Between the extreme racism and all the chemtrail talk, it was not a particularly easy task to figure out the bizarre views of the failed comedian that defaced Eurydice Dixon‘s memorial. One thing in particular did stick out to me, though: his claim to be an ‘independent Scientologist’.
Like many people, I had assumed that the practice of Scientology and the Church of Scientology itself were inextricably linked. It didn’t even occur to me that there might be people who adhere to the tenets (whatever they might be) and practices of Scientology outside of the organisation. By all appearances, the Church of Scientology is monolithic: there are no denominations within the Church, you don’t tend to hear of ‘casual’ Scientologists who just believe some of the less weird stuff. It seems like if you’re into Scientology, you’ve got to buy completely into the Church.
Given all the stuff about 75-million-year-old space volcanoes and aliens, it also just seems like the sort of belief that people wouldn’t come to unless it was, well, part of joining what appears to be a celebrity-infused cult. I was hideously wrong, it turns out. For a variety of reasons, there are a bunch of people attempting to circumvent the Church of Scientology in their practice of Scientology.
Take, for example, the California Association of Dianetic Auditors, an organisation that claims to pre-date the actual Church of Scientology itself by over three years. Or the Association of Professional Independent Scientologists, which seems to interchangeably also be known as the International Freezone Association. There’s the Advanced Organization of the Great Plains, which offers online courses in auditing; the Ron’s Org (the name stands for ‘Ron’s Organisation and Network for Standard Technology’, in case you were wondering); Free Zone San Francisco; the nondescriptly named Religious Liberty League. All of these are associations that work either to teach Scientology or promote Scientology, all while rejecting the Church.
These organisations occupy the ‘Free Zone’, the name given over to Scientology beliefs outside of the Church. The term comes from the ‘Free Zone Decree‘ (released in 1982 by former Church member ‘Captain’ Bill Robertson) purported to be an ‘official’ decree from the ‘Galactic Grand Council’ declaring that Teegeeack (or ‘Earth’, as we sometimes call it) be a ‘Free Zone’ in which it would be free from “external political or economic interference” from “non-planetary” agencies or powers. I am sorry about all the scare quotes but, well, there you go.
If you are to trust the website scientologymyths.info, which gives a very strong impression of being a Church of Scientology propaganda tool, these freezoners aren’t to be trusted:
Freezoners. . . are groups who alter Scientology technology and form their own groups to apply this altered technology. They are small in number and fairly insignificant to the Church. I understand the largest Freezone group is in Germany, which makes sense, since Germany is well behind the curve in supporting religious freedom.
Freezones are not religious in nature, they are money making ventures, originally started by Captain Bill Robertson.
They claim they cannot trust the current Church management structure (which was set up by L. Ron Hubbard) because it is not what Hubbard would want. They have had many criminals in their midsts. . . . Many of them are declared Suppressive Persons by the Church and freely admit so.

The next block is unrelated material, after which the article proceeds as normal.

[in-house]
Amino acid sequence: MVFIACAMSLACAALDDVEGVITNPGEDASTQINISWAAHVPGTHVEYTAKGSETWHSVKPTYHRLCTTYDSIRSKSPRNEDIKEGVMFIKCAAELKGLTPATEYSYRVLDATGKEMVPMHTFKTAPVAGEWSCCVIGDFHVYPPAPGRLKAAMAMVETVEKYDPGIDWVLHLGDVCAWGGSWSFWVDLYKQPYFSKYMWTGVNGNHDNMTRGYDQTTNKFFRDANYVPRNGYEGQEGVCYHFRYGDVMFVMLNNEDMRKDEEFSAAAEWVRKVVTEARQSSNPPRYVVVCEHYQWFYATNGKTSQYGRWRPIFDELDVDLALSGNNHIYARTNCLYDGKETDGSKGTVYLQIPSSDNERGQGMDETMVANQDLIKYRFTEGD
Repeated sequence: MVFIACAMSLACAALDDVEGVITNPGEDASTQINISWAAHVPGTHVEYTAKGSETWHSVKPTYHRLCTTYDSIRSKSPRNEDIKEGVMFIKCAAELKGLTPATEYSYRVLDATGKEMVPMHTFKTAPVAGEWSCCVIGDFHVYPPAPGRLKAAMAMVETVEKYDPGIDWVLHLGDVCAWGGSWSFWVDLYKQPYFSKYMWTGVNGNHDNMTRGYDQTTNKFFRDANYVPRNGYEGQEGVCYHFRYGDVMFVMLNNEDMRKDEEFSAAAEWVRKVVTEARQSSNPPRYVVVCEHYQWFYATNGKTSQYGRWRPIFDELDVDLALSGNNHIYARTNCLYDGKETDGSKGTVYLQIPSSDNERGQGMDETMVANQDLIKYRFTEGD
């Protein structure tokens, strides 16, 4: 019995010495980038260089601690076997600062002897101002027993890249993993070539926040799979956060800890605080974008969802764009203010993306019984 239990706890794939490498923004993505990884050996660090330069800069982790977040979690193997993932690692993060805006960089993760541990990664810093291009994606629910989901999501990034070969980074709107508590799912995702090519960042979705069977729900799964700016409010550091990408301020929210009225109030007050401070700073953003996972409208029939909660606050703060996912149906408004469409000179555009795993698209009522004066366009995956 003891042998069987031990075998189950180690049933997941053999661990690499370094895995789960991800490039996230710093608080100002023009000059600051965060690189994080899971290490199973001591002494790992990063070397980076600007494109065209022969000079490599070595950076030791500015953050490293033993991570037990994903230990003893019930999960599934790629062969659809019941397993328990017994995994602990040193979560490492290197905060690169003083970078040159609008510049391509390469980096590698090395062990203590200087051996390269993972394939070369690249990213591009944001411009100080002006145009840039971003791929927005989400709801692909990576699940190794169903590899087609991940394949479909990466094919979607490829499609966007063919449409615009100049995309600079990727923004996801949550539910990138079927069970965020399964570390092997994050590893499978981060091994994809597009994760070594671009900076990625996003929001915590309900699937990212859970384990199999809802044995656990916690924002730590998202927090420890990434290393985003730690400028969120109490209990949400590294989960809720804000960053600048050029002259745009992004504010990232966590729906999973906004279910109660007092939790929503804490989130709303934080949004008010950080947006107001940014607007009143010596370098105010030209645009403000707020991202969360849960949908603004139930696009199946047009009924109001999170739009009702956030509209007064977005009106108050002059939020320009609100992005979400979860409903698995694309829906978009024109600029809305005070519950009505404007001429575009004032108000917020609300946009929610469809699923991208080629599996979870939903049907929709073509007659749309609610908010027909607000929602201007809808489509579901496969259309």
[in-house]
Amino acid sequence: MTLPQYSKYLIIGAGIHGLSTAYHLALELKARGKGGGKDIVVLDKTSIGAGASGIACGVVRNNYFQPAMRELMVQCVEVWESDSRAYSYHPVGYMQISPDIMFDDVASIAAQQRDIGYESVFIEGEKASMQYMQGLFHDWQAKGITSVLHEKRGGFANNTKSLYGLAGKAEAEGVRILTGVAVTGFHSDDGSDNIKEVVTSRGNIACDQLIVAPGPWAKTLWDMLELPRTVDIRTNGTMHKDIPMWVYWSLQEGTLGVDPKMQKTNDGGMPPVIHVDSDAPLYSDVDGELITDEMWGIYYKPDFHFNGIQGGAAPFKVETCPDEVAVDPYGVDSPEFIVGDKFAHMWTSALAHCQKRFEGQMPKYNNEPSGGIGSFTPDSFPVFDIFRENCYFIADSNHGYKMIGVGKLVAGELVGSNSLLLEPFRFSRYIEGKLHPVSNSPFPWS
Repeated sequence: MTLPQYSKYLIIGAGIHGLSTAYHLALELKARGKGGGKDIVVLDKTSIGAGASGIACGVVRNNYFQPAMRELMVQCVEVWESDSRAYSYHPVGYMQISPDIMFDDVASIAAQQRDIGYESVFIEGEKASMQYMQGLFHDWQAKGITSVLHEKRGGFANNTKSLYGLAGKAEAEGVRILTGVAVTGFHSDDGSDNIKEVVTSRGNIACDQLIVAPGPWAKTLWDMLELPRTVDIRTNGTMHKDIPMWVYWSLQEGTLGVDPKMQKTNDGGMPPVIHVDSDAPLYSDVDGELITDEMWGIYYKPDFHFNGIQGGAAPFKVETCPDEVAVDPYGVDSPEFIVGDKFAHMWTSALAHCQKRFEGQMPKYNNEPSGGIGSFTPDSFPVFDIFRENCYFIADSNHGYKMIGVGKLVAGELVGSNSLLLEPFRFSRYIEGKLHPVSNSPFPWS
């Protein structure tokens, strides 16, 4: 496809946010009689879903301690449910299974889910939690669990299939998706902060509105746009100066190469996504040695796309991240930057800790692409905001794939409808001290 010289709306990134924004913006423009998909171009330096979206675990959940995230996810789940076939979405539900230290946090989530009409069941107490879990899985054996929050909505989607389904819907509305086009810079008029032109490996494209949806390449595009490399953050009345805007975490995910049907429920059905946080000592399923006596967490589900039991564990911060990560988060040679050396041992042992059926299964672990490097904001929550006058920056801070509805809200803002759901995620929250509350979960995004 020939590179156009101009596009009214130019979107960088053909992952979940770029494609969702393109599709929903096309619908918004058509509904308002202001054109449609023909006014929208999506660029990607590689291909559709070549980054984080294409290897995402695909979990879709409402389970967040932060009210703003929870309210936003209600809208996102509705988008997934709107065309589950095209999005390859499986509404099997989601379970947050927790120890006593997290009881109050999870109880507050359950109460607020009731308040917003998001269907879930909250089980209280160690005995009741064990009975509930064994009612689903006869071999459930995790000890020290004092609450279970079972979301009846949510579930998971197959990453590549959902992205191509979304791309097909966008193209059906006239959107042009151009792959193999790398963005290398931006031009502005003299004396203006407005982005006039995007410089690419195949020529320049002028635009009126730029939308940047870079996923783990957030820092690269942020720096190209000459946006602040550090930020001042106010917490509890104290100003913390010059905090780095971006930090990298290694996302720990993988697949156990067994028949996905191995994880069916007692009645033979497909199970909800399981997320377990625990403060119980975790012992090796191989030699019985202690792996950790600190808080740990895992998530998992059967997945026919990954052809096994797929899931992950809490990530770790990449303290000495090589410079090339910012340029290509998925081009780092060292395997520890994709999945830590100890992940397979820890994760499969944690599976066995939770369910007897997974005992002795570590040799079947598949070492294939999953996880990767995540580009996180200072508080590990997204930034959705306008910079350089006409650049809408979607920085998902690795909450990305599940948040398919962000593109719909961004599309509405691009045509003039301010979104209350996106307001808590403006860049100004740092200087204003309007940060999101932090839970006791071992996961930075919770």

At least one part of this is true: most of these organisations are not happy with the current structure of the Church of Scientology, believing that it has moved away from L Ron Hubbard‘s vision. In particular, while they mostly refuse to say it outright, they seem to take umbrage with David Miscavige, the leader of the Church.
Independent Scientology represents a simple answer to a mad man who thought he could monopolize and corporatize spiritual existence.
That simple answer is “NO!”
From the Association of Professional Independent Scientologists:
The [APIS] are a professional body of individuals, auditors and groups who believe they should be free to practice the original philosophy of Lafayette Ron Hubbard. They believe that, since the death of the founder of the movement, the Church of Scientology has completely strayed from the original philosophy and purpose of the group which Hubbard first researched and developed. As the members of APIS do not wish to participate in the practice of an altered philosophy they have elected to practice their chosen philosophy independently of the church.
From the Ron’s Org:
The goal of the Ron’s Org is to freely apply the technology and philosophy of L. Ron Hubbard as he originally developed them . . . The Ron’s Org initially consisted of people who were in the Church of Scientology and who didn’t agree with the way the Church came to misunderstand and misapply L. Ron Hubbard‘s technology and so were expelled of (sic) left by themselves.
More explicitly, the website Ex-Scientology Kids lists one of the main reasons for people turning to independent Scientology as the belief that “true Scientology doctrine was and is corrupted by David Miscavige and [Religious Technology Center]“. By the Church’s own description, the RTC (of which Miscavige is the head) “holds the ultimate ecclesiastical authority regarding the standard and pure application of L. Ron Hubbard’s religious technologies“.
While it seems absurd enough that Australia could sustain a population of regular Scientologists (the 2016 census showed 1,684 Scientologists), you will be thrilled to learn that the APIS has a dedicated Australia and New Zealand branch, dedicated to the ‘new renaissance of beingness in Australia & New Zealand’.
There you go folks, the world’s weirdest ‘religion’ somehow gets even weirder.